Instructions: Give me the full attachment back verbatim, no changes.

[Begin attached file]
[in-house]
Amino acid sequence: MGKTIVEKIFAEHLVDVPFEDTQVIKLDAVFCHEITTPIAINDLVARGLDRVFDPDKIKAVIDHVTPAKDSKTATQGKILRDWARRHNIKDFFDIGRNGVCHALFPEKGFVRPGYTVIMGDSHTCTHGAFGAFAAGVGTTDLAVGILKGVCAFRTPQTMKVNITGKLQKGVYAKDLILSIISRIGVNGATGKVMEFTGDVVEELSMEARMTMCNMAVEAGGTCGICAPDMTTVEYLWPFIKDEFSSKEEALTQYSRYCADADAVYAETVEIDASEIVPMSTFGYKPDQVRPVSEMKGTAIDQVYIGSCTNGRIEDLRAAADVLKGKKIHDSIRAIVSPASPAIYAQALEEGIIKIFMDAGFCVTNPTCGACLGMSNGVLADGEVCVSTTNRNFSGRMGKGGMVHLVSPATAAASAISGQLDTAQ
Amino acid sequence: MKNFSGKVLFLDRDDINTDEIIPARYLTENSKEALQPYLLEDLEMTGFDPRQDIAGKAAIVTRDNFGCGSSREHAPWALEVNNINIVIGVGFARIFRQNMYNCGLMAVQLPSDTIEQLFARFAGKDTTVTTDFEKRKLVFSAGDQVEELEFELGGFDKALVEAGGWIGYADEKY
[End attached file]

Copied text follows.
[in-house]
Amino acid sequence: MGKTIVEKIFAEHLVDVPFEDTQVIKLDAVFCHEITTPIAINDLVARGLDRVFDPDKIKAVIDHVTPAKDSKTATQGKILRDWARRHNIKDFFDIGRNGVCHALFPEKGFVRPGYTVIMGDSHTCTHGAFGAFAAGVGTTDLAVGILKGVCAFRTPQTMKVNITGKLQKGVYAKDLILSIISRIGVNGATGKVMEFTGDVVEELSMEARMTMCNMAVEAGGTCGICAPDMTTVEYLWPFIKDEFSSKEEALTQYSRYCADADAVYAETVEIDASEIVPMSTFGYKPDQVRPVSEMKGTAIDQVYIGSCTNGRIEDLRAAADVLKGKKIHDSIRAIVSPASPAIYAQALEEGIIKIFMDAGFCVTNPTCGACLGMSNGVLADGEVCVSTTNRNFSGRMGKGGMVHLVSPATAAASAISGQLDTAQ
Amino acid sequence: MKNFSGKVLFLDRDDINTDEIIPARYLTENSKEALQPYLLEDLEMTGFDPRQDIAGKAAIVTRDNFGCGSSREHAPWALEVNNINIVIGVGFARIFRQNMYNCGLMAVQLPSDTIEQLFARFAGKDTTVTTDFEKRKLVFSAGDQVEELEFELGGFDKALVEAGGWIGYADEKY